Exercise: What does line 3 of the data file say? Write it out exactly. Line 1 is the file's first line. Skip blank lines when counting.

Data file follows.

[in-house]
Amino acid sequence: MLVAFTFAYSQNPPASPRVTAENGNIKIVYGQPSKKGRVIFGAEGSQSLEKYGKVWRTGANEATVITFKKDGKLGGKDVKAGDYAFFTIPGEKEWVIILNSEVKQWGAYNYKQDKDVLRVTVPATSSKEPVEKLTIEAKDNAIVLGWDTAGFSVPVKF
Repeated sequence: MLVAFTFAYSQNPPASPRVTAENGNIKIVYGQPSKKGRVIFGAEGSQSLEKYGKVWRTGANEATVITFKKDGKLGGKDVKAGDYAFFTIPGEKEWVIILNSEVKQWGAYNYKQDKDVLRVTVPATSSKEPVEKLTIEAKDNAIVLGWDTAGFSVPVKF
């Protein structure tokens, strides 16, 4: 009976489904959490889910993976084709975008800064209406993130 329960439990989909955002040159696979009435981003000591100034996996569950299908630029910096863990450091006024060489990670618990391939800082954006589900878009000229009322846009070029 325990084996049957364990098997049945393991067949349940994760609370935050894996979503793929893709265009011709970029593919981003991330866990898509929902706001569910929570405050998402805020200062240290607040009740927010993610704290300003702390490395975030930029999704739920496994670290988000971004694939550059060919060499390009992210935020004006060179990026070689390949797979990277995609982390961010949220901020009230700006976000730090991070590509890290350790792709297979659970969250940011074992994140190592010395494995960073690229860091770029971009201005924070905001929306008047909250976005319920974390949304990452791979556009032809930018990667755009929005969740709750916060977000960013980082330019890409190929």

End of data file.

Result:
Repeated sequence: MLVAFTFAYSQNPPASPRVTAENGNIKIVYGQPSKKGRVIFGAEGSQSLEKYGKVWRTGANEATVITFKKDGKLGGKDVKAGDYAFFTIPGEKEWVIILNSEVKQWGAYNYKQDKDVLRVTVPATSSKEPVEKLTIEAKDNAIVLGWDTAGFSVPVKF